The Meaning Of Gbannah

The literal translation of the word Gbannah in the Mah dialect of Nimba County is Thunderbolt.  Almost all activities of modern civilization depend upon electricity as a source of energy and light. The people of Gbannah depend upon the Council of Gbannah Volunteers for resources that will improve their lifestyles and their standard of living.

Transcending the meaning of Gbannah to Development

COGVOL symbolizes the source of the light that brightens the communities in the region. With God's help, COGVOL is energized to make all dark places bright, and bring energy, strengthen development and vitality to all that are weak and helpless in Gbannah.

COGVOL's Thunderstorms over the people of Gbannah is termed "Showers of Blessings we need".  The Thunderstorm comes with two major visible blessings.  It brings light to enable people to see, and it brings rain to help our crops to grow and provide bountiful harvest and the rain supplies enough water for the people to drink, wash their clothes, help to feed their animals and enable them to take their bath and clean up.  With that rain, however, also comes the thunderstorm. Every year the earth experiences an average of 25 million lightening strikes during some100, 000 thunderstorms. That is more than a hundred lightning bolts per second. With the rain and its accompanying thunderstorm (Gbannah), we in Gbannah fear no drought.  Our crops are well and our soil is also fertile and ready for harvest.  Most of our people in Gbannah are farmers.  Thus, they are happy for and do welcome the rain.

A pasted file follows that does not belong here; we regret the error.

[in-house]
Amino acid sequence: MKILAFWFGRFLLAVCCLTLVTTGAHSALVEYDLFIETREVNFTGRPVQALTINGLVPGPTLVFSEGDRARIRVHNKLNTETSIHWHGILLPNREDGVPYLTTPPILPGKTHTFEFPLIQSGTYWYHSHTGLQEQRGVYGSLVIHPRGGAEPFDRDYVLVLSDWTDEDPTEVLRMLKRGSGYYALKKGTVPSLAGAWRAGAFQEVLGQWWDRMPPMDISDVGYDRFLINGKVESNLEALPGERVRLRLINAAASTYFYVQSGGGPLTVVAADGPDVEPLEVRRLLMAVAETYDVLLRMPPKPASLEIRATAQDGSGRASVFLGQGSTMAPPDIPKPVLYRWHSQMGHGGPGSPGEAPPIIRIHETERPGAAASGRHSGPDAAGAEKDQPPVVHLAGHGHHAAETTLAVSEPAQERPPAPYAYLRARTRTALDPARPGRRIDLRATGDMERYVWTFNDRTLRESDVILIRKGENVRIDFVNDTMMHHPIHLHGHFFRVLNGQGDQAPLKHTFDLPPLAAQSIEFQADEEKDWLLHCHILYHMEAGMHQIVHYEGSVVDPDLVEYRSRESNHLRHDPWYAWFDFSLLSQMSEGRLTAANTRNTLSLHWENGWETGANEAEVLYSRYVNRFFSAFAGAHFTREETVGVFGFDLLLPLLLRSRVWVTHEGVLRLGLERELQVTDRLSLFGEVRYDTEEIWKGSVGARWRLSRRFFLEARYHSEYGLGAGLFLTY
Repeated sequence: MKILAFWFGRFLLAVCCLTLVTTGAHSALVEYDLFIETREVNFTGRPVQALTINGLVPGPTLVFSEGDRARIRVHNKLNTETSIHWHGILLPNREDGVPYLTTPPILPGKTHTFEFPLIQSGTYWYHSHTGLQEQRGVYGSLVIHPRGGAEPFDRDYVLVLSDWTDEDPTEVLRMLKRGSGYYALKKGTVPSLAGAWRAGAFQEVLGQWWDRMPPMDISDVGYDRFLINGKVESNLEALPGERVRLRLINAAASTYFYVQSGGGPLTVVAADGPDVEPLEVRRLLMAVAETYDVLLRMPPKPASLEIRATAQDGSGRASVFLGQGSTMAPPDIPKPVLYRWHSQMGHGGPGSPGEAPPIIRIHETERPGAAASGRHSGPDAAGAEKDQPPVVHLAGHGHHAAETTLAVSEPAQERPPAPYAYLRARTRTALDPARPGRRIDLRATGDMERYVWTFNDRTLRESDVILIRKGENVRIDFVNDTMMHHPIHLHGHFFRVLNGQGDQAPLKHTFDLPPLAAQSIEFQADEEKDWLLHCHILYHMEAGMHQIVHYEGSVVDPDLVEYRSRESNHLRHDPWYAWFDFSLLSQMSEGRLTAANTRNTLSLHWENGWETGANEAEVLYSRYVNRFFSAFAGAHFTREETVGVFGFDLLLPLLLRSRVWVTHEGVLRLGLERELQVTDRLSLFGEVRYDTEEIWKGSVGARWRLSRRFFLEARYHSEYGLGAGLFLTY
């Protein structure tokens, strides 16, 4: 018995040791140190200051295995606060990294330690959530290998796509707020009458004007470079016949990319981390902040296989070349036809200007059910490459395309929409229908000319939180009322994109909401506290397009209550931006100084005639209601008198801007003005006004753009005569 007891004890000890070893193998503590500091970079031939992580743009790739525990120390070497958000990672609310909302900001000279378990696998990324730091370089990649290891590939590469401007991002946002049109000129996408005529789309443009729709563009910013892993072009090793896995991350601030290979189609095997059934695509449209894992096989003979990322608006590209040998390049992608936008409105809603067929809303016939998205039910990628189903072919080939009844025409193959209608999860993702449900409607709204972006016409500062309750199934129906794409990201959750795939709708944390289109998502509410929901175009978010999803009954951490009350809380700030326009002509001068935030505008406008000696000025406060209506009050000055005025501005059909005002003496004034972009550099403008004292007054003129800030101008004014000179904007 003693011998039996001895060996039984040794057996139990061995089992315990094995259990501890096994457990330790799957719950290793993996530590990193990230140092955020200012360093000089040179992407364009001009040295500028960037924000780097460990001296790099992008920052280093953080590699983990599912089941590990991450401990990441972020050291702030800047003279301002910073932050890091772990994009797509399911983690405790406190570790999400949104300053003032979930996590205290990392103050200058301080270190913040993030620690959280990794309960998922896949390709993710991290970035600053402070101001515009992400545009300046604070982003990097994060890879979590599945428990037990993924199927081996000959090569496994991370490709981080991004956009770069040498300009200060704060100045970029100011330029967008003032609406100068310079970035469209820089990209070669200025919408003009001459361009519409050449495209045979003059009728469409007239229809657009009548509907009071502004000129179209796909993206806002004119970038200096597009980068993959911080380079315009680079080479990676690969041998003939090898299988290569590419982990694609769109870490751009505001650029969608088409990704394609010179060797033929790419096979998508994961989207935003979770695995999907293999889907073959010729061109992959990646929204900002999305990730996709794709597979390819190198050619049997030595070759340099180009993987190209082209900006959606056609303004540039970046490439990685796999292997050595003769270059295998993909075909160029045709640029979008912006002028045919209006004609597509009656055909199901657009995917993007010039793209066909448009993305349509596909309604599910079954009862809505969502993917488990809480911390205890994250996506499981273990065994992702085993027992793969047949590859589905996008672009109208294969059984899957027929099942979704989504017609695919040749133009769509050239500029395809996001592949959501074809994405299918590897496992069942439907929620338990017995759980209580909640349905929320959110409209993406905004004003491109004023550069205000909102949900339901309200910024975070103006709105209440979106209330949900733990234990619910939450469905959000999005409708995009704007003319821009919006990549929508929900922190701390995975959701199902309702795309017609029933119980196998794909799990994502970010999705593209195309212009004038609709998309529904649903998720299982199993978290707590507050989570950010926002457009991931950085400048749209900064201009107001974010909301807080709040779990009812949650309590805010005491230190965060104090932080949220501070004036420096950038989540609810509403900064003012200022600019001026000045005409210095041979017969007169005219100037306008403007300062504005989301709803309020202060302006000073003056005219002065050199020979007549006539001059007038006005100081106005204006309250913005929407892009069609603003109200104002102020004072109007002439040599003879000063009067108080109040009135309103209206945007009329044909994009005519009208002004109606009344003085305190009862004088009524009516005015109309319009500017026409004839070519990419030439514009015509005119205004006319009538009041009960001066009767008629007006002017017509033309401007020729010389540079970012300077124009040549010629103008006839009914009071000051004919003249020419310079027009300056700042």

It is in this spirit that COGVOL intends to bring opportunities to the people of Gbannah.  The resources from which COGVOL will draw its support may be few and meager, but the desire and the determination to support the Gbannah people is a steadfast determination. The organization will produce more than 25 million lightning strikes during some 100,000 thunderstorms (good will).

In this endeavor, there will be more than just a single lightning bolt.  If all the people living in the USA who originate from Gbannah join this cause, whether we are traveling through a single straight line or through twisted paths, we will accomplish our goals.

This shows that the Gbannah people are a people with warm heart.  They are kind, generous, friendly, accommodating and grateful.  The people from Gbannah are warm blooded people who stand in readiness to embrace all those who wish to partner with them in whatever ways they please.  Therefore, if you have some skills or some knowledge of technology and if you are a nurse, doctor, teacher, or whatever profession you are and wish to support Gbannah, we welcome you to come and join us to make Gbannah a home away from home and let us collectively let the lightening of Gbannah strikes now and always.   



Gbannah Economy at a Glance

Gbannah Clan, like many clans in Liberia, is one of the poorest clans in the country and its economy is extremely underdeveloped. Most of the people in Gbannah live on less than $1 USD a day. The clan is a crossroad to entrepreneurial businesses and commerce.  It also serves as a strong government center for political convocation. These two countenances make Gbannah Clan an economically sparkling phenomenon.

Before the civil war in Liberia, majority of the people in the Clan engaged in informal sector and subsistence farming in order to feed themselves, pay their children school fees and even sell some of the products to take care of other social and economic demands. Those who engaged in sugar cane farming for instance, produced cane juice (local Liberian rum) for local consumption and marketing to support their children. In terms of formal employment, a handful of the clan’s population was employed by owners of rubber farms along the main highway starting from Gbah Town to Cocopa Rubber plantation, bordering Gbannah and Lesonnoh Clans.